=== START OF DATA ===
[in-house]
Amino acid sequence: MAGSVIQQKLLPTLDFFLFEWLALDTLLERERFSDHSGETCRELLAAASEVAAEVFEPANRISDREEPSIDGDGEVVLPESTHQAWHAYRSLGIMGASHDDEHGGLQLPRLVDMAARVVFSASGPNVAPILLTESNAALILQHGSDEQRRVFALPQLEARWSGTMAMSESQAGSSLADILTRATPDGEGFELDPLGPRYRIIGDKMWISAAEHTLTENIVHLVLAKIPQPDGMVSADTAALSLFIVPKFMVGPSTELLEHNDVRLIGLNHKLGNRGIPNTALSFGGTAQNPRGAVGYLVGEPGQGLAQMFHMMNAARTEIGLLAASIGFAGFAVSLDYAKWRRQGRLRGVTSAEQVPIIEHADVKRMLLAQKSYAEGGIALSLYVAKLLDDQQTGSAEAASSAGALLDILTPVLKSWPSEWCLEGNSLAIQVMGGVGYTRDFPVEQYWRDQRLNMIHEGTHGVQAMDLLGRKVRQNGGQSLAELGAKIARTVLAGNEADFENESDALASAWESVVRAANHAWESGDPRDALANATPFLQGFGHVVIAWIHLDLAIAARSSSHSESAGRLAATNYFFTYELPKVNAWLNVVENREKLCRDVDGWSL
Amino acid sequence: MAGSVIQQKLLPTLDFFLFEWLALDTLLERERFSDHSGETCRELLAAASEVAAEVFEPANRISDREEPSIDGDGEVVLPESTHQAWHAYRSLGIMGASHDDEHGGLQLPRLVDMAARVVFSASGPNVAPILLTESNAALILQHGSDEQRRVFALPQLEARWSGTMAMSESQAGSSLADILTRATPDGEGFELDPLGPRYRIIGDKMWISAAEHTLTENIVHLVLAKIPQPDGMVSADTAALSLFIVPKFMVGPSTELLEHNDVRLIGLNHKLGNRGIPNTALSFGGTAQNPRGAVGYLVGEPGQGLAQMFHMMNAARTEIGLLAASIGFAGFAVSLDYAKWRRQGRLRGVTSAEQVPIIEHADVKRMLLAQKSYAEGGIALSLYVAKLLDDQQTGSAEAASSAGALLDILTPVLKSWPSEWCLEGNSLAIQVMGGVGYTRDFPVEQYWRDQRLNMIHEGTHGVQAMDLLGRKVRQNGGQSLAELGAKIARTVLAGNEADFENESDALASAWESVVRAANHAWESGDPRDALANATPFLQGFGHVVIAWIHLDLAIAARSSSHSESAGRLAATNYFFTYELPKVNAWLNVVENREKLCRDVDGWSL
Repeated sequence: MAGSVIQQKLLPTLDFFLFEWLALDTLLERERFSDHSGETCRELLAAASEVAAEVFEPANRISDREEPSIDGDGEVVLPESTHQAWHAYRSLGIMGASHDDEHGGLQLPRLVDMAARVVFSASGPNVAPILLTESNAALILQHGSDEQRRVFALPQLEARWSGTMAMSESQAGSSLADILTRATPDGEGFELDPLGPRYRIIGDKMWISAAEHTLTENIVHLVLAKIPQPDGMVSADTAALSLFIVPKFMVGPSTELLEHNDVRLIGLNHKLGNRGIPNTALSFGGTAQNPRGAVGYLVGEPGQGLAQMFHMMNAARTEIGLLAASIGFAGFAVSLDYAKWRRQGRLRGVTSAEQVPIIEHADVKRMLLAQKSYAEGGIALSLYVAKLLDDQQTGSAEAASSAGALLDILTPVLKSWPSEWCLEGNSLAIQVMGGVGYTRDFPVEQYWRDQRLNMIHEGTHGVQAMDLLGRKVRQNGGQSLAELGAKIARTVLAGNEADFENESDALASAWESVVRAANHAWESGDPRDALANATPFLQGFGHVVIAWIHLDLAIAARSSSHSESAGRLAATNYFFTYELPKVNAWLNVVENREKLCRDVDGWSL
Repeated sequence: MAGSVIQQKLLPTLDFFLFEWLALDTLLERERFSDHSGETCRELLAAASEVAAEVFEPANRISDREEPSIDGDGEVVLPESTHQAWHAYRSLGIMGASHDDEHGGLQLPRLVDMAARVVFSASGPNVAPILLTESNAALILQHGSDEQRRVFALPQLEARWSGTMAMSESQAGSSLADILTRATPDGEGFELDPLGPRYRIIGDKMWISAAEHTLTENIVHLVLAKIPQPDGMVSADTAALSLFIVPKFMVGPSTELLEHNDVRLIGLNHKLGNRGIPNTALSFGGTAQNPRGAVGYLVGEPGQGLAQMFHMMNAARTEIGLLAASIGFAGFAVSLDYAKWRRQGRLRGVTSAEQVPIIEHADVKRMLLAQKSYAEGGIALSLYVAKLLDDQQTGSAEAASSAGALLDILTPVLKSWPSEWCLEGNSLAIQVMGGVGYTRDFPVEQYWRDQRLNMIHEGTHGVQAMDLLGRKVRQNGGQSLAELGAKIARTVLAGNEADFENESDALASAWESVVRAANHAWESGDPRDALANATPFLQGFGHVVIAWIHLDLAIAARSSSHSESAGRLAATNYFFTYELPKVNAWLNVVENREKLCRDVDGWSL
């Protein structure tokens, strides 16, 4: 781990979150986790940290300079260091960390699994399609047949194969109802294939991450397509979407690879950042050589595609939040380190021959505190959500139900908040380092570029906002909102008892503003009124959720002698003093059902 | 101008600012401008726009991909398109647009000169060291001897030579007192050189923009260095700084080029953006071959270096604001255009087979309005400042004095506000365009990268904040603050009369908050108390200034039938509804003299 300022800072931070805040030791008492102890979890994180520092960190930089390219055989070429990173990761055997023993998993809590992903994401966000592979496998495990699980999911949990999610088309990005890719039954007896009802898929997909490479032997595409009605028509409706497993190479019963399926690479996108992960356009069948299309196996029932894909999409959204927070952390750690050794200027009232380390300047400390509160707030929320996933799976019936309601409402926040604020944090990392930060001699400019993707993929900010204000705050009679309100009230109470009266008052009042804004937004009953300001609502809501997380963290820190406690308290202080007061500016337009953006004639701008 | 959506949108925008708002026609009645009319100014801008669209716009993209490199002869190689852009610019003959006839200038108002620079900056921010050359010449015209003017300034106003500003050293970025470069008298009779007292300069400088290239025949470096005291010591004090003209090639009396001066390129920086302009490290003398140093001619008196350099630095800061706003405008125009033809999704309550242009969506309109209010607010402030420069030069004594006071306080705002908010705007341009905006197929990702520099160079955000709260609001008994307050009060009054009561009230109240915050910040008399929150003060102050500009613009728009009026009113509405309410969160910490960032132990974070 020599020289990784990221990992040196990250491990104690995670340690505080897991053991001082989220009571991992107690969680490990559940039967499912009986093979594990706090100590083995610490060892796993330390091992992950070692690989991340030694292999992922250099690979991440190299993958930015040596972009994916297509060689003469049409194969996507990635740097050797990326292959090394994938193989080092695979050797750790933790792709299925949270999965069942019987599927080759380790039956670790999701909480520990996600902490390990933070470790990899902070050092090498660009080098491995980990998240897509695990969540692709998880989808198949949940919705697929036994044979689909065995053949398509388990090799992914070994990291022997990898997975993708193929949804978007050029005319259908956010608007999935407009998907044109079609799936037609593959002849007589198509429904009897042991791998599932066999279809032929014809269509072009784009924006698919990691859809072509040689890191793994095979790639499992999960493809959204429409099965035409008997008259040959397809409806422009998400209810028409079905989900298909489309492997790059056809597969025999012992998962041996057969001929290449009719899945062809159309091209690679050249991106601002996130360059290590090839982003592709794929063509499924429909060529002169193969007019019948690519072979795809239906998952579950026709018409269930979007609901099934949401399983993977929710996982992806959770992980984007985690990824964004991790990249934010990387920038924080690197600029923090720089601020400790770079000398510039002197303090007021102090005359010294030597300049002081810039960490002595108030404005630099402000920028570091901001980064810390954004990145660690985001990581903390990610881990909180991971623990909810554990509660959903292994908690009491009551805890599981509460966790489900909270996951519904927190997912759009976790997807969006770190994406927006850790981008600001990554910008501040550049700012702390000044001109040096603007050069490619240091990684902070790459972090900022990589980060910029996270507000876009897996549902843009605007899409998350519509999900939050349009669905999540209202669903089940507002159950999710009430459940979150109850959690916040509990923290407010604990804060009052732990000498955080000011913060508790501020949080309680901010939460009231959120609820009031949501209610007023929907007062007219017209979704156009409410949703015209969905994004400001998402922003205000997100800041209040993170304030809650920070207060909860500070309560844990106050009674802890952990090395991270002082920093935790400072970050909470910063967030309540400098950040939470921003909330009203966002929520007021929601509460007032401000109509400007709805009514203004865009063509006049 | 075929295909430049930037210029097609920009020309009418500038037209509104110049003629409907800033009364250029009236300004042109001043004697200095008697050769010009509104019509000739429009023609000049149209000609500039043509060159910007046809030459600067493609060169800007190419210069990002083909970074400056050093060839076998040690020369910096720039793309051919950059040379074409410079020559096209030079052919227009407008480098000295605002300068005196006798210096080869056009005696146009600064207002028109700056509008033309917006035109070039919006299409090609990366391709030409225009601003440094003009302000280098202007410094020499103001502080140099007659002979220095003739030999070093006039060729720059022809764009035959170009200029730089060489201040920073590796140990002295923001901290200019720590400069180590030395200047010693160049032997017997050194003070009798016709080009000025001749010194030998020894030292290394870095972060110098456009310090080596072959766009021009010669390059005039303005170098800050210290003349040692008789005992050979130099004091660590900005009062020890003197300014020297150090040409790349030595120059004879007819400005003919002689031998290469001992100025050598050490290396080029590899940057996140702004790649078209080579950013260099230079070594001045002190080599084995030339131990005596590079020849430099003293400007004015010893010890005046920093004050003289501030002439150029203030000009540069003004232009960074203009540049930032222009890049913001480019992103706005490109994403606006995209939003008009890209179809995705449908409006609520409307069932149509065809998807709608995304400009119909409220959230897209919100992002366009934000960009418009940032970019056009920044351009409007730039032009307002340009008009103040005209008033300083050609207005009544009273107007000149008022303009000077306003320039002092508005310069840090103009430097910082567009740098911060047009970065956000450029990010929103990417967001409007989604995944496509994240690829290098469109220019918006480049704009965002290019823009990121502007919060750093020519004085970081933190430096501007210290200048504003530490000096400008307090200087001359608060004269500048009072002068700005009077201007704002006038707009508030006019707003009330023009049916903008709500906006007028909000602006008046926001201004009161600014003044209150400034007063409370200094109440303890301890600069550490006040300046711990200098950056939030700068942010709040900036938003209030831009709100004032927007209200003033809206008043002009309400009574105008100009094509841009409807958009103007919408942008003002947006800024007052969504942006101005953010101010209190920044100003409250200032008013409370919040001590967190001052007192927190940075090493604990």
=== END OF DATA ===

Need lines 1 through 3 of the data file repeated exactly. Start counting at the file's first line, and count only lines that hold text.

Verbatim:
[in-house]
Amino acid sequence: MAGSVIQQKLLPTLDFFLFEWLALDTLLERERFSDHSGETCRELLAAASEVAAEVFEPANRISDREEPSIDGDGEVVLPESTHQAWHAYRSLGIMGASHDDEHGGLQLPRLVDMAARVVFSASGPNVAPILLTESNAALILQHGSDEQRRVFALPQLEARWSGTMAMSESQAGSSLADILTRATPDGEGFELDPLGPRYRIIGDKMWISAAEHTLTENIVHLVLAKIPQPDGMVSADTAALSLFIVPKFMVGPSTELLEHNDVRLIGLNHKLGNRGIPNTALSFGGTAQNPRGAVGYLVGEPGQGLAQMFHMMNAARTEIGLLAASIGFAGFAVSLDYAKWRRQGRLRGVTSAEQVPIIEHADVKRMLLAQKSYAEGGIALSLYVAKLLDDQQTGSAEAASSAGALLDILTPVLKSWPSEWCLEGNSLAIQVMGGVGYTRDFPVEQYWRDQRLNMIHEGTHGVQAMDLLGRKVRQNGGQSLAELGAKIARTVLAGNEADFENESDALASAWESVVRAANHAWESGDPRDALANATPFLQGFGHVVIAWIHLDLAIAARSSSHSESAGRLAATNYFFTYELPKVNAWLNVVENREKLCRDVDGWSL
Amino acid sequence: MAGSVIQQKLLPTLDFFLFEWLALDTLLERERFSDHSGETCRELLAAASEVAAEVFEPANRISDREEPSIDGDGEVVLPESTHQAWHAYRSLGIMGASHDDEHGGLQLPRLVDMAARVVFSASGPNVAPILLTESNAALILQHGSDEQRRVFALPQLEARWSGTMAMSESQAGSSLADILTRATPDGEGFELDPLGPRYRIIGDKMWISAAEHTLTENIVHLVLAKIPQPDGMVSADTAALSLFIVPKFMVGPSTELLEHNDVRLIGLNHKLGNRGIPNTALSFGGTAQNPRGAVGYLVGEPGQGLAQMFHMMNAARTEIGLLAASIGFAGFAVSLDYAKWRRQGRLRGVTSAEQVPIIEHADVKRMLLAQKSYAEGGIALSLYVAKLLDDQQTGSAEAASSAGALLDILTPVLKSWPSEWCLEGNSLAIQVMGGVGYTRDFPVEQYWRDQRLNMIHEGTHGVQAMDLLGRKVRQNGGQSLAELGAKIARTVLAGNEADFENESDALASAWESVVRAANHAWESGDPRDALANATPFLQGFGHVVIAWIHLDLAIAARSSSHSESAGRLAATNYFFTYELPKVNAWLNVVENREKLCRDVDGWSL